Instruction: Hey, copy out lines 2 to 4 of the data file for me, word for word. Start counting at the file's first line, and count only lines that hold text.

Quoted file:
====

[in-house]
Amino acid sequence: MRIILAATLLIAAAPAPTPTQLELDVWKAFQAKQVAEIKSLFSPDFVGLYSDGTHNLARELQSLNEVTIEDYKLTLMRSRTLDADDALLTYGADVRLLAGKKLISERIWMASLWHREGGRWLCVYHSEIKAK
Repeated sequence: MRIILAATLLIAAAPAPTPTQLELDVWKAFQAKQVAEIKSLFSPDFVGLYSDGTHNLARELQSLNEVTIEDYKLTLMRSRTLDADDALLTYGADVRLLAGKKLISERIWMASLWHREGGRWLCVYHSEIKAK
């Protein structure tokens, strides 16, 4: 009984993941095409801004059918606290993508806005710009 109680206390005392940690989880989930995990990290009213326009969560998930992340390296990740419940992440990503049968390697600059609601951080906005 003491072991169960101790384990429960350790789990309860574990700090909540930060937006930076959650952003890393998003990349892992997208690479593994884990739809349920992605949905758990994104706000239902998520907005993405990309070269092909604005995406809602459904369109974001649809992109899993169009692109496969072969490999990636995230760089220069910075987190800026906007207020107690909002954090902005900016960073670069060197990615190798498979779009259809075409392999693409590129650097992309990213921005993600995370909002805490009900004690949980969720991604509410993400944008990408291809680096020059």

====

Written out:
Amino acid sequence: MRIILAATLLIAAAPAPTPTQLELDVWKAFQAKQVAEIKSLFSPDFVGLYSDGTHNLARELQSLNEVTIEDYKLTLMRSRTLDADDALLTYGADVRLLAGKKLISERIWMASLWHREGGRWLCVYHSEIKAK
Repeated sequence: MRIILAATLLIAAAPAPTPTQLELDVWKAFQAKQVAEIKSLFSPDFVGLYSDGTHNLARELQSLNEVTIEDYKLTLMRSRTLDADDALLTYGADVRLLAGKKLISERIWMASLWHREGGRWLCVYHSEIKAK
């Protein structure tokens, strides 16, 4: 009984993941095409801004059918606290993508806005710009 109680206390005392940690989880989930995990990290009213326009969560998930992340390296990740419940992440990503049968390697600059609601951080906005 003491072991169960101790384990429960350790789990309860574990700090909540930060937006930076959650952003890393998003990349892992997208690479593994884990739809349920992605949905758990994104706000239902998520907005993405990309070269092909604005995406809602459904369109974001649809992109899993169009692109496969072969490999990636995230760089220069910075987190800026906007207020107690909002954090902005900016960073670069060197990615190798498979779009259809075409392999693409590129650097992309990213921005993600995370909002805490009900004690949980969720991604509410993400944008990408291809680096020059």